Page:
Some of the most one-sided sporting victories are given below: *American football (high school). In 1927, Haven, Kansas High School beat Sylvia, Kansas High School 256–0 on Haven's home field. The game set numerous high school football records. In 2013, Aledo High School (Aledo, Texas) defeated Western Hills High School (Fort Worth, Texas) 91–0 prompting a Western Hills High School parent to file a bullying suit against Aledo. *American football (college). In the 1916 Cumberland vs. Georgia Tech football game, called "the biggest blowout in football history" by ''Los Angeles Times'' columnist Paul Aurandt in 1983, Georgia Tech defeated Cumberland College by a score of 222–0. Georgia Tech rushed for 1,650 yards and did not allow a first down by Cumberland. In a record-setting season of blowouts, the 1901 Michigan Wolverines football team defeated its opponents over the course of the entire season by a combined score of 550–0. *American football (NFL). In 1940, the Chicago Bears beat the Washington Redskins 73–0 in the league's championship game. Chicago coach George Halas reportedly showed his players newspaper clippings in which the Redskins' owner called the Bears "crybabies and quitters" after the Redskins beat the Bears, 7–3, in the regular season. In the 20th century the Super Bowl was notorious for its frequent blowouts, particularly during a run of 13 consecutive wins by the NFC representative between 1985 and 1997. In 1990, the San Francisco 49ers beat the Denver Broncos in Super Bowl XXIV 55–10, the largest Super Bowl victory to date. Recent blowout games include a 2011 regular season game which saw the New Orleans Saints beat the Indianapolis Colts 62-7 with Saints head coach Sean Payton spotted eating a hot dog in a relaxed state mid-game by a TV camera, a 2009 regular season game in which the New England Patriots defeated the Tennessee Titans 59-0 and a 2012 regular season game in which the Seattle Seahawks defeated the Arizona Cardinals 58-0. *Baseball (MLB). In 1897, the Chicago Colts of the National League defeated the Louisville Colonels, 36–7. The modern record (i.e., post-1900) for margin of victory was set in 2007, when the Texas Rangers defeated the Baltimore Orioles, 30–3. (The 30 runs are also a modern-era record for runs scored in a nine-inning MLB game by one team.) * Basketball (Boys high school). On January 29, 1964, Grand Avenue High School of DeQuincy, Louisiana defeated Audrey Memorial High School of Cameron, Louisiana 211 to 29, a still-standing high school scoring record. Numerous scoring records exist for each of the 50 states. * Basketball (NBA). On December 17, 1991, the Cleveland Cavaliers beat the Miami Heat 148–80. * Club association football. In 1885, Arbroath defeated Bon Accord of Aberdeen in a Scottish Cup match by a score of 36–0. The losing Bon Accord team was actually a cricket squad that had been invited to play in the Scottish Cup by mistake. In 2002, the coach of Madagascar's Stade Olympique de l'Emyrne team staged a protest by directing his players to score at will—against themselves. The final score was 149–0, with players on the winning team (Adema) not scoring any of the goals. *Cricket (Test format). In the fifth test of the 1938 Ashes Series, England defeated Australia by an innings and 579 runs. Winning the toss and choosing to bat first, England declared after scoring 903 runs for the loss of 7 wickets. In reply, Australia were bowled out for 201 runs in their first innings and 123 runs in their second innings. *Cricket (ODI format). In 2008, New Zealand defeated Ireland by 290 runs. New Zealand's opening pair James Marshall and Brendon McCullum put on a first wicket partnership of 274 runs and batted through 42.2 overs. New Zealand posted a total of 402 runs for the loss of 2 wickets and bowled out Ireland for 112 runs in 28.4 overs. *Cricket (Twenty20 format). In 2007, Sri Lanka defeated Kenya by 174 runs (201–27) in a match in Johannesburg, South Africa. * Girls high school basketball. In 1990, Morningside High School of Inglewood, California outscored South Torrance High School of Torrance, California by 78 in the first half. Lisa Leslie, currently retired after playing with the WNBA's Los Angeles Sparks from 1997 to 2009, scored a record 101 points. Protesting "our girls have feelings too," the South Torrance coach pulled out his team at halftime and went home. The final score was Morningside with 102 and South Torrance with 24. In 2003, Hart, Michigan's Lakeshore Public Academy was defeated by Walkerville (Mich.) High School with a final score of 115–2. In 2009, a Dallas, Texas Christian high school called The Covenant School beat a Dallas Academy team with a score of 100–0. The victory was widely condemned due to several ensuing circumstances: Dallas Academy, a school for students with learning disabilities, had fielded a team of eight out of an entire student body population of 20 girls, yet Covenant continued a full-court press and three-point shots well after taking a halftime lead of 59–0. Covenant's administration called for a forfeit of its own win, calling it "shameful and an embarrassment." *Golf (PGA Tour). Three players have won PGA Tour matches by 16 strokes: J.D. Edgar at the 1919 Canadian Open; Joe Kirkwood, Sr., at the 1924 Corpus Christi Open; and Bobby Locke at the 1948 Chicago Victory National Championship. Tiger Woods has the largest margin of victory since 1950 with a 15-stroke win at the 2000 U.S. Open. *Horse Racing. Secretariat won the 1973 Belmont Stakes by 31 lengths to win the Triple Crown. * International association football. Micronesia was defeated by Vanuatu 46–0 in the 2015 Pacific Games. Micronesia conceded a total of 114 goals in the tournament. * NASCAR racing. In 1965, Ned Jarrett won the Southern 500 at Darlington Raceway by 14 laps over 2nd place Buck Baker and 19 laps over 3rd and 4th-place finishers: Darel Dieringer and Roy Mayne. It is still the largest margin of victory in NASCAR. * NHL ice hockey. On January 23, 1944, the Detroit Red Wings beat the New York Rangers 15–0. * Olympic basketball. During the 1976 Summer Olympics, UPI described a 129–63 victory by the Soviet Union over Japan in men's basketball as "the most one-sided blowout of the current Olympic competition.". In the highest scoring performance by any team in Olympic history, the U.S. men's basketball team beat Nigeria 156–73 in the 2012 Olympics. * Rugby. The Australian Wallabies defeated Namibia at the 2003 World Cup of Rugby by a score of 142–0. * Tennis. In the 1974 US Open, Jimmy Connors demolished Ken Rosewall 6–1, 6–0, 6–1, the most lopsided defeat in any Grand Slam final. * Tennis. At the 1988 French Open, Steffi Graf, en route to the first ever Calendar Golden Slam, successfully defended her title by defeating Natasha Zvereva 6–0, 6–0 in a 32-minute final. Natasha, who had eliminated Martina Navratilova in the fourth round, won only thirteen points in the match. *Women's hockey. In 2008, Slovakia beat Bulgaria 82–0 in a 2010 Winter Olympics qualifying tournament.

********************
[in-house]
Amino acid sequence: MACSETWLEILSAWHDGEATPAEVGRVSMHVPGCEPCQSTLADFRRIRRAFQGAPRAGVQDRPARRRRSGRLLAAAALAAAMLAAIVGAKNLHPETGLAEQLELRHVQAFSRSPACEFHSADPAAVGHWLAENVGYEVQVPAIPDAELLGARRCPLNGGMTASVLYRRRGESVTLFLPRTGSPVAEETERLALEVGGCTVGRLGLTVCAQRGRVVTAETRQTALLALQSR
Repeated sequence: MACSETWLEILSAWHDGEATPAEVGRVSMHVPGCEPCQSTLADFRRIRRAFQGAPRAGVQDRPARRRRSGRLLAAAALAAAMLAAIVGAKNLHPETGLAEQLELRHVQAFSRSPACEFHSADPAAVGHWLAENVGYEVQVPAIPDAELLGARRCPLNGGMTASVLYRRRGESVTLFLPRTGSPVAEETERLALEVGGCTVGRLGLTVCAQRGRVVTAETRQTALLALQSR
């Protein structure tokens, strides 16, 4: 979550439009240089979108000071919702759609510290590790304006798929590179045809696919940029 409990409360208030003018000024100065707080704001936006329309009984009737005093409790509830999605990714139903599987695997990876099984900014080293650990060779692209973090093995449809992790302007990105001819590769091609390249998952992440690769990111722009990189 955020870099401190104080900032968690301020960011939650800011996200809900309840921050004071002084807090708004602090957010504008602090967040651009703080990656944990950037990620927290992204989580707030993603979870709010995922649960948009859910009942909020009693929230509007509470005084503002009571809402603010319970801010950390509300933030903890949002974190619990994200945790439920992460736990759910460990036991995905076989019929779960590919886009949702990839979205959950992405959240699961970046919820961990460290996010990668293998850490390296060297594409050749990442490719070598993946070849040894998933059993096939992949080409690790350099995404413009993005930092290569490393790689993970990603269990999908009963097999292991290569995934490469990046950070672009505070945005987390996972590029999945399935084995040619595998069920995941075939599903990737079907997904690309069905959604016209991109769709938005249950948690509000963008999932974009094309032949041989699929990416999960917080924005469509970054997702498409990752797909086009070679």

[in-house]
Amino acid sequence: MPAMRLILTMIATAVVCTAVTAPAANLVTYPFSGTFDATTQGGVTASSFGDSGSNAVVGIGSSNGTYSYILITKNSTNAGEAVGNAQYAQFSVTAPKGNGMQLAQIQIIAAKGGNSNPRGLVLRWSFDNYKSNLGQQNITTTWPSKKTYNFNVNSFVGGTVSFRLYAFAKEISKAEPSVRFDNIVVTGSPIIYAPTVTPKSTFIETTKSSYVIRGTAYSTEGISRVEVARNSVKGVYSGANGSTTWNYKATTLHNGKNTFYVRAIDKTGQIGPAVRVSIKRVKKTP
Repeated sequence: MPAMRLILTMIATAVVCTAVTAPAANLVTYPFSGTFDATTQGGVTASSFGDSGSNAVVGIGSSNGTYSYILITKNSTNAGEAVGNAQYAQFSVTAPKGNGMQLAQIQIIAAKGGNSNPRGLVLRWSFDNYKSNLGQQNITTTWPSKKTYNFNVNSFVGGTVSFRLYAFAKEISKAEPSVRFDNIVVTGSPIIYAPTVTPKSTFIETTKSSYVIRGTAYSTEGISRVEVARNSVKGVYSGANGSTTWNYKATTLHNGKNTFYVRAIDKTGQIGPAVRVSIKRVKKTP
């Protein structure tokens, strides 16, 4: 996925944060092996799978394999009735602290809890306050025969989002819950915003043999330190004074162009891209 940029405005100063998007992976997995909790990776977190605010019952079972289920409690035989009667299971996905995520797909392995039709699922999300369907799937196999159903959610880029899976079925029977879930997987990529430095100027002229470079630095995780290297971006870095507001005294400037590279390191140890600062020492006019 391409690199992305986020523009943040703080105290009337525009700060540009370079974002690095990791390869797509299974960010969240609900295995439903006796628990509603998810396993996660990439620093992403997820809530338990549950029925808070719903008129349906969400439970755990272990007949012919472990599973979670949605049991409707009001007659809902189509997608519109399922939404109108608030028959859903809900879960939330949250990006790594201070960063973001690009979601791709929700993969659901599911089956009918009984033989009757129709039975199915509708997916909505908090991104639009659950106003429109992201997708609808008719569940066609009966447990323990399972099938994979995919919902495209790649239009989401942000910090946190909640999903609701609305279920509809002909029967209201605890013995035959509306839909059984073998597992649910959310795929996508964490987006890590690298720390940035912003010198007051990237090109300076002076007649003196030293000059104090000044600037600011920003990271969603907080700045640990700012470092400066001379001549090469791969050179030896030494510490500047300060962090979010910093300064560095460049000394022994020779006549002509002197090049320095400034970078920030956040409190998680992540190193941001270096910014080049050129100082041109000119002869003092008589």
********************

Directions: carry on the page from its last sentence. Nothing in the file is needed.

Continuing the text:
Notes



External links

* For international association football: * https://www.youtube.com/watch?v=VqdgCeTpT5s * For American high school records (all sports): * https://web.archive.org/web/20121207111039/http://www.nfhs.org/recordbook/ * For NCAA records (all sports): * https://www.ncaa.org/wps/wcm/connect/public/NCAA/Resources/Stats/ * For NCAA baseball records in Divisions I, II, and III since 2001: * https://web.archive.org/web/20131105061918/http://www.ncaa.org/wps/wcm/connect/public/NCAA/Resources/Stats/Baseball/RBindex.html * For NCAA men's basketball records in Division I, II, and III since 2001: * https://web.archive.org/web/20131105010653/http://www.ncaa.org/wps/wcm/connect/public/ncaa/resources/stats/m+basketball/rbindex.html * For NCAA women's basketball records in Divisions I, II, and III since 2001: * https://web.archive.org/web/20131105010202/http://www.ncaa.org/wps/wcm/connect/public/ncaa/resources/stats/w+basketball/rbindex.html * For NCAA American football records in Divisions I (FBS and FCS) since 2004: * https://web.archive.org/web/20131212044128/http://www.ncaa.org/wps/wcm/connect/public/NCAA/Resources/Stats/Football/RBindexI.html * For NCAA American football records in Divisions II and III since 2004: * https://web.archive.org/web/20131213030445/http://www.ncaa.org/wps/wcm/connect/public/NCAA/Resources/Stats/Football/RBindexII-III.html * For NCAA men's hockey records in Divisions I and III since 2004: * https://web.archive.org/web/20131219085309/http://ncaa.org/wps/wcm/connect/public/NCAA/Resources/Stats/Mens+Ice+Hockey/RBIndex.html * For NCAA women's hockey records in Divisions I and III since 2004: * https://web.archive.org/web/20131105012630/http://www.ncaa.org/wps/wcm/connect/public/ncaa/resources/stats/w+icehockey/rbindex.html {{DEFAULTSORT:Blowout (Sports) Category:Terminology used in multiple sports